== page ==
“but in the Spirit” (Romans 8:9).

Paul casts no doubt on the status of his addressees. You are in the Spirit “if indeed” or rather “since” the Spirit of
God dwells in you. It is a matter of fact, just like a clause in Jesus’ prayer: ‘Thou, Father, in me, and I in thee,
that they also may be one in us’ (John 17:21).

This is an unashamedly Trinitarian verse. The language moves seamlessly from “the Spirit” to “the Spirit of God”
to “the Spirit of Christ” (Romans 8:9). The inference is, “anyone who does not have the Spirit of Christ” does not
belong to Him!

The present state of the believer is one of hope. The principle of our life is no longer based in the old ways of
corrupted flesh in rebellion against God (Romans 8:7). We have a new principle: the life of the Spirit within us
(Romans 8:10), arising from the fact that we have been made righteous in Christ Jesus (cf. Romans 3:21-22)

Peter says that it was God who raised Jesus from the dead (Acts 2:24), with which Paul also concurs (Acts 13:30).
As the good shepherd, Jesus also claimed to have the authority not only to lay down His life, but also to take it up
again (John 10:18). Paul implies the involvement of ‘the Spirit of holiness’ in Jesus’ resurrection (cf. Romans 1:4),
and in our own… (Romans 8:11).

If it is indeed the Spirit who raised up Jesus from the dead who dwells in you, believer - and it is - we have the
assurance that our mortal bodies shall also be raised “by His Spirit who dwells in you” (Romans 8:11).     “The
God of Jacob” (Psalm 146:5) “executes judgment for the oppressed” and “gives food to the hungry” (Psalm 146:
7). This covenant God heard the voice of the cry of the children of Israel in bondage in Egypt (Exodus 3:9), and
fed them in the wilderness (Exodus 16:32). The LORD loosed the captives (Psalm 146:7).

The name of “the LORD” resounds throughout the rest of the Psalm - yet we could just as easily read the name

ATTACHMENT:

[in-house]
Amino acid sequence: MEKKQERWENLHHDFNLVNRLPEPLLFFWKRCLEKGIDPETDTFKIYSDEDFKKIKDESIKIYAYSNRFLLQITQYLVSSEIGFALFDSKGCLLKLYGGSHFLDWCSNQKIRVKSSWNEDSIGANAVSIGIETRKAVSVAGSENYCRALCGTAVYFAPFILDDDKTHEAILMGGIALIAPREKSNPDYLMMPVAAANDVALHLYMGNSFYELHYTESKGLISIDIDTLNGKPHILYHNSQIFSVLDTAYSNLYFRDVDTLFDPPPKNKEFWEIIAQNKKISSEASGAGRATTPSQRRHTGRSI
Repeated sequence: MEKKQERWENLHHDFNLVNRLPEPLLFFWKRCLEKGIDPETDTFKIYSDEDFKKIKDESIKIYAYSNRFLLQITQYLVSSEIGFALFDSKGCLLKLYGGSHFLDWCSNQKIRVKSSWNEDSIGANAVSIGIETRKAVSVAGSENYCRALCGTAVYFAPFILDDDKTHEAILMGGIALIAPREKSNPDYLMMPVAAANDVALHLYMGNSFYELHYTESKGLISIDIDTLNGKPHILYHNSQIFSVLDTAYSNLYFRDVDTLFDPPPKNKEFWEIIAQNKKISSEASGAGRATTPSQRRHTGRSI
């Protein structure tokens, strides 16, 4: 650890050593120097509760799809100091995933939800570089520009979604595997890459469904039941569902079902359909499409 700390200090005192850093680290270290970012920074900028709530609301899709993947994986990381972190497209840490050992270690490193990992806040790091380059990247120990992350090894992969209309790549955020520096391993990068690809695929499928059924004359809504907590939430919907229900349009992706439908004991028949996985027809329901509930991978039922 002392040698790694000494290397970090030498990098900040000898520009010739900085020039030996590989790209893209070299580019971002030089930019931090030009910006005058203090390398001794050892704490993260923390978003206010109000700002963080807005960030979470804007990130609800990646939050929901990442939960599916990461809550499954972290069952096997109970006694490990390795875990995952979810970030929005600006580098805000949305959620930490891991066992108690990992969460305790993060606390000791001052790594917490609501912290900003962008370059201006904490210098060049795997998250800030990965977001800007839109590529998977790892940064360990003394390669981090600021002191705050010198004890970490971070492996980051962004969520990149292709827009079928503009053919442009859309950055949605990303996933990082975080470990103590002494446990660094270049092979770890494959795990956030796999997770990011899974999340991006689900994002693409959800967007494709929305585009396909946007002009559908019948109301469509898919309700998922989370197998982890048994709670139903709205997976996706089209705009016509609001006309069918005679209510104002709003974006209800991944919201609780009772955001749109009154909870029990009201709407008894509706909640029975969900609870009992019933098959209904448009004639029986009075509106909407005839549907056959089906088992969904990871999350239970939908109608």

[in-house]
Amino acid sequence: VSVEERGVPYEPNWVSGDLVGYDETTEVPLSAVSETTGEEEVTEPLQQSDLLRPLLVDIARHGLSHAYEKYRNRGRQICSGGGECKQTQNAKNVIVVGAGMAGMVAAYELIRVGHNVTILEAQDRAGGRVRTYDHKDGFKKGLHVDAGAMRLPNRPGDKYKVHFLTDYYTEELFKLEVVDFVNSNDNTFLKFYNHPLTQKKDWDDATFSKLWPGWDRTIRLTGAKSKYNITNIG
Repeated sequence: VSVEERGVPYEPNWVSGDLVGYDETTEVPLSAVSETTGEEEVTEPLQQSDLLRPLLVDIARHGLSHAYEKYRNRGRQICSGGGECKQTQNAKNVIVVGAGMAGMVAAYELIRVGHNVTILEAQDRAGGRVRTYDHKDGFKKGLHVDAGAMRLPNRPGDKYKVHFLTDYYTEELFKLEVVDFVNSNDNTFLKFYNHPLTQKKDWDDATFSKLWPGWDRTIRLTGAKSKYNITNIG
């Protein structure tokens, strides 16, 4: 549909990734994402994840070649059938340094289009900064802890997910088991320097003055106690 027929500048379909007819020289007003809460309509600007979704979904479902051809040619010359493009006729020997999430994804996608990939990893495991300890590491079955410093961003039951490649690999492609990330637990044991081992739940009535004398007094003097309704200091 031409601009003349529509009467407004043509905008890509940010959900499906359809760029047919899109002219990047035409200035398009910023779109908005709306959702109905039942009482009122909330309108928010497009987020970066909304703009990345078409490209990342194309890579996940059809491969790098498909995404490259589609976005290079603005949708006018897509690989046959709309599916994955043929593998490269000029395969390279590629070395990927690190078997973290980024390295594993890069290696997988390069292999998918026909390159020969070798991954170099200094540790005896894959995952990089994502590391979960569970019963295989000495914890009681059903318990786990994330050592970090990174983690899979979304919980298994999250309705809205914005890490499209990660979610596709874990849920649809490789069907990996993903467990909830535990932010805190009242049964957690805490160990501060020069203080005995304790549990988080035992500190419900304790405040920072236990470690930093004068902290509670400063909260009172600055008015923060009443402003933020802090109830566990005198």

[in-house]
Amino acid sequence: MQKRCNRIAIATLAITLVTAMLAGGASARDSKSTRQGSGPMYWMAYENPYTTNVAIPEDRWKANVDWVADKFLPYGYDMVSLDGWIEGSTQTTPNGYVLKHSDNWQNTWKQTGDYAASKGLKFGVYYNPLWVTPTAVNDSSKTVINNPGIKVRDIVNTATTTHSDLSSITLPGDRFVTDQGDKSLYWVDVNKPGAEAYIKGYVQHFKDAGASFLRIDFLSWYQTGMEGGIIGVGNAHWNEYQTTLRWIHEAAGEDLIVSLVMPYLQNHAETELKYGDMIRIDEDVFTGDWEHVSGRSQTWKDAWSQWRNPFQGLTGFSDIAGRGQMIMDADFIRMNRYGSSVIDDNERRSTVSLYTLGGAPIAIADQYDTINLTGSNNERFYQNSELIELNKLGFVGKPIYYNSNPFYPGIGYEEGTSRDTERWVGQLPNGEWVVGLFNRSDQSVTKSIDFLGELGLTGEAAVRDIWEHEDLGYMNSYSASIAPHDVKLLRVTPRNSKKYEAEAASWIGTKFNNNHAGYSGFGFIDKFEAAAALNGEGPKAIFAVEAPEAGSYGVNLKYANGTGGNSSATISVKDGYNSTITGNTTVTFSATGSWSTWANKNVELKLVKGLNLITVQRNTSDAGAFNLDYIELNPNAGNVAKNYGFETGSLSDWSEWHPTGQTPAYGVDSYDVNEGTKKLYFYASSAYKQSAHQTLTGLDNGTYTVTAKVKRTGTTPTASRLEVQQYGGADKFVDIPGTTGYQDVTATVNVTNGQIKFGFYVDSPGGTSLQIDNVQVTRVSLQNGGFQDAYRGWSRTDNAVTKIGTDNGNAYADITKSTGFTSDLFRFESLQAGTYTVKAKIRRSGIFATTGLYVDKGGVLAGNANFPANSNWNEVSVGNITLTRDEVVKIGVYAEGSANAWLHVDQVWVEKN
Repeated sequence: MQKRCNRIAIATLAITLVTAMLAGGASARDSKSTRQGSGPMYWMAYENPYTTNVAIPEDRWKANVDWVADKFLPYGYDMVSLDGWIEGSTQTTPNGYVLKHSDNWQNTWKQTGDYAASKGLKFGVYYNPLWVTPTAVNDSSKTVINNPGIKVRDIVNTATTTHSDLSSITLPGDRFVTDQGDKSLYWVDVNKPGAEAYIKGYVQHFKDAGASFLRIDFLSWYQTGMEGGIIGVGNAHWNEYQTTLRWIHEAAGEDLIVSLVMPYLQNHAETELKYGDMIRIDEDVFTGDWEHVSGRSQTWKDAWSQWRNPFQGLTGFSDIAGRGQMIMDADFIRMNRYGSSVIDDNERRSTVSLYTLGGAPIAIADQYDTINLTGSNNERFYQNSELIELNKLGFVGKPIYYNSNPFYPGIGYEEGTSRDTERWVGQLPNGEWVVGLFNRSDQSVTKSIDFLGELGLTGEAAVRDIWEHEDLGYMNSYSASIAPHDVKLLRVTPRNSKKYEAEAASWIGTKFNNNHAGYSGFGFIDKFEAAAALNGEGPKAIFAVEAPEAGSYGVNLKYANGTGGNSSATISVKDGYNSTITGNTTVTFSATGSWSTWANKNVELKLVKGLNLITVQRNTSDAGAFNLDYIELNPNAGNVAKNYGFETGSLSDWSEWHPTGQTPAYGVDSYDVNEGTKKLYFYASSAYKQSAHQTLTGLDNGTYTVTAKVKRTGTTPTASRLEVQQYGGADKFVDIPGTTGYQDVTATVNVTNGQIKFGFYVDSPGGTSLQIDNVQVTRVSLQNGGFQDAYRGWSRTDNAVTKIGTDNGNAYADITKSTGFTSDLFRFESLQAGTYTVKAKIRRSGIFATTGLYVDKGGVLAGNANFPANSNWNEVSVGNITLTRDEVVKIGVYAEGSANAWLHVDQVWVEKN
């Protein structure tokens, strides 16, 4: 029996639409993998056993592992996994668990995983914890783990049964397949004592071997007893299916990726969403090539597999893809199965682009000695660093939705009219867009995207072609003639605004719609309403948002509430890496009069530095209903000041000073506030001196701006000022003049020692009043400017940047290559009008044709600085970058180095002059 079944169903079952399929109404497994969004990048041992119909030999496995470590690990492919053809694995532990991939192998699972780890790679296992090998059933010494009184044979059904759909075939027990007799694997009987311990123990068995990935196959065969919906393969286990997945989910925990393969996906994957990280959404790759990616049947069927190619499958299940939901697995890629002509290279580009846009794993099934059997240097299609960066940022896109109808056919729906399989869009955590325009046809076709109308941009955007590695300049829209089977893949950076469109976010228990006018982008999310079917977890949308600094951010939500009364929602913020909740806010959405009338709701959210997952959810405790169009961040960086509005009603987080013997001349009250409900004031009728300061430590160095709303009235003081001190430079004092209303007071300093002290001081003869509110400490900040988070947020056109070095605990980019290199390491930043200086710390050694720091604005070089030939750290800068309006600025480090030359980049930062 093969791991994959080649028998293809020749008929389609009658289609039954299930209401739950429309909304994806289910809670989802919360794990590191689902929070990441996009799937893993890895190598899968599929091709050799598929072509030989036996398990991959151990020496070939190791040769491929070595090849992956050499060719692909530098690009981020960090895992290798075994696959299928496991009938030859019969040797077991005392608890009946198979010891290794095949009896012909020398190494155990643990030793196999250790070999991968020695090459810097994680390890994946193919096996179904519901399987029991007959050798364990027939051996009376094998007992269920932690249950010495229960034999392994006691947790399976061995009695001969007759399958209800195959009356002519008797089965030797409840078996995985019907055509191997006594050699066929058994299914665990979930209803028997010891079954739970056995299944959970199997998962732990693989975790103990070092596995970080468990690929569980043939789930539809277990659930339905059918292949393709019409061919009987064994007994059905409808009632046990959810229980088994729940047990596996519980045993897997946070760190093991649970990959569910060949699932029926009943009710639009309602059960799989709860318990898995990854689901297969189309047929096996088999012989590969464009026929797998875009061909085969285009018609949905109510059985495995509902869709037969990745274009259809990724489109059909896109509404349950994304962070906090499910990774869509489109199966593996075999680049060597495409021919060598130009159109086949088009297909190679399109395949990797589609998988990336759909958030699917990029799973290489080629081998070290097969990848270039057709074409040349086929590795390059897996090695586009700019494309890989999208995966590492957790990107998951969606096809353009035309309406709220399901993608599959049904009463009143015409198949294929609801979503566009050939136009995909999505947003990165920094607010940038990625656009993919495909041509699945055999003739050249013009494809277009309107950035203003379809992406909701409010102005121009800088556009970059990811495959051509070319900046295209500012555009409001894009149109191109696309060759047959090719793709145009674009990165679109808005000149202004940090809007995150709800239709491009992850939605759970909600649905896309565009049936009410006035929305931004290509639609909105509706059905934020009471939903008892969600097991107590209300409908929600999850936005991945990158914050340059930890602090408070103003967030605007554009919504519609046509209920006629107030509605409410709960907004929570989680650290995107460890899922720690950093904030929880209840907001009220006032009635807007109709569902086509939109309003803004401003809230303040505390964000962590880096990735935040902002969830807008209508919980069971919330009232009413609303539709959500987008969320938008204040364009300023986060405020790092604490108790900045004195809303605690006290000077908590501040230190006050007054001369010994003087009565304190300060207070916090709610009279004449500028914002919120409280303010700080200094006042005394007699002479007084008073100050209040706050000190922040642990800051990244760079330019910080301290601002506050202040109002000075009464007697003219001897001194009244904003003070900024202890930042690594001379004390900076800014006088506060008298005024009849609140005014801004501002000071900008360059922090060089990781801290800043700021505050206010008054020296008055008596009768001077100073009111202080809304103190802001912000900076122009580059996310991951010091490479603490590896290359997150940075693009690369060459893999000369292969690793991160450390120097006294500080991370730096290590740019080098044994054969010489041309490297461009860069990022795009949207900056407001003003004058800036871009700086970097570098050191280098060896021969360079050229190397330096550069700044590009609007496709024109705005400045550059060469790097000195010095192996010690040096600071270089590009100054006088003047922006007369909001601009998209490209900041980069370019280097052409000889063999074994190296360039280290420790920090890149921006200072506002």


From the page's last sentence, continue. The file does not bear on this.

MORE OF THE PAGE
of Jesus. After all, it was He who set us free from our sins in His own blood (Revelation 1:5), and who goes on
releasing those who have been held in bondage to sin and to death (Romans 6:6; Hebrews 2:15). It is He who
opens the eyes of the blind (Psalm 146:8; cf. Acts 26:18), and who raises up the bowed down (Luke 13:11-13).

We are also able to see what we should be doing. The LORD cares for the strangers, the refugees, the outsiders
(Psalm 146:9): so should we. The LORD relieves the orphans and widows – and often that is through the
obedience His own people.
Why should we trust and praise this God? Unlike the princes (Psalm 146:3), He shall reign for ever and ever, and
to all generations (Psalm 146:10). This is your God (the Psalmist addresses God’s people) - so be sure you all
“Praise the LORD” (Psalm 146:10).  (iii) The exhortation to praise the LORD in Psalm 117:1 is addressed to all
nations, and to all people (Romans 15:11). It may well be the shortest Psalm in the Old Testament manual of
praise, but it is both universal and inclusive. Paul sees in it another argument for unity within the church.
Paul rounds off his discussion with another benediction (Romans 15:13). We are blessed with hope, joy, peace,
faith, and power in the Holy Spirit. How can we possibly continue to live at odds with one another? Accepting
Jesus as your Lord and Savior , worship and praise to our awesome Creator through Jesus and eternity in Heaven
, Let us pray ,